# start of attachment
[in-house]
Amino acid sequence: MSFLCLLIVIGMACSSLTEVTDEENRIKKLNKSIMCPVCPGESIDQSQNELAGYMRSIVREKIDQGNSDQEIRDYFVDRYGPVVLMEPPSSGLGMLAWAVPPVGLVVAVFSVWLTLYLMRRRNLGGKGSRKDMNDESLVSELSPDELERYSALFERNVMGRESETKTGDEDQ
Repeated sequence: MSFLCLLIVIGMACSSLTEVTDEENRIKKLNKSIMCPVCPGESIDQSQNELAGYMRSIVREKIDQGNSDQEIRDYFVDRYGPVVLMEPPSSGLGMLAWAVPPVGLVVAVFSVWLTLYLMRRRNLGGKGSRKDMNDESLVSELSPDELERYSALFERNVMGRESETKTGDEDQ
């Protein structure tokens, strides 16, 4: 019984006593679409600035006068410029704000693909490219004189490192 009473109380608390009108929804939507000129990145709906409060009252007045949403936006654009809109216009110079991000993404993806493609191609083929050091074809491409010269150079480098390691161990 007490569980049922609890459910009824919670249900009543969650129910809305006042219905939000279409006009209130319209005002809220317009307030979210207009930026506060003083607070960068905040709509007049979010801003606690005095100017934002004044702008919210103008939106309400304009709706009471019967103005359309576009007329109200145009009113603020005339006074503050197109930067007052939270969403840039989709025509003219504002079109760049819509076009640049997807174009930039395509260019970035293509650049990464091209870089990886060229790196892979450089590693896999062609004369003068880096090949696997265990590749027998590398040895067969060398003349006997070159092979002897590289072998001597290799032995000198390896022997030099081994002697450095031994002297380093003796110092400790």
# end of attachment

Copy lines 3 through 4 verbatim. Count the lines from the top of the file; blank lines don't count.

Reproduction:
Repeated sequence: MSFLCLLIVIGMACSSLTEVTDEENRIKKLNKSIMCPVCPGESIDQSQNELAGYMRSIVREKIDQGNSDQEIRDYFVDRYGPVVLMEPPSSGLGMLAWAVPPVGLVVAVFSVWLTLYLMRRRNLGGKGSRKDMNDESLVSELSPDELERYSALFERNVMGRESETKTGDEDQ
């Protein structure tokens, strides 16, 4: 019984006593679409600035006068410029704000693909490219004189490192 009473109380608390009108929804939507000129990145709906409060009252007045949403936006654009809109216009110079991000993404993806493609191609083929050091074809491409010269150079480098390691161990 007490569980049922609890459910009824919670249900009543969650129910809305006042219905939000279409006009209130319209005002809220317009307030979210207009930026506060003083607070960068905040709509007049979010801003606690005095100017934002004044702008919210103008939106309400304009709706009471019967103005359309576009007329109200145009009113603020005339006074503050197109930067007052939270969403840039989709025509003219504002079109760049819509076009640049997807174009930039395509260019970035293509650049990464091209870089990886060229790196892979450089590693896999062609004369003068880096090949696997265990590749027998590398040895067969060398003349006997070159092979002897590289072998001597290799032995000198390896022997030099081994002697450095031994002297380093003796110092400790």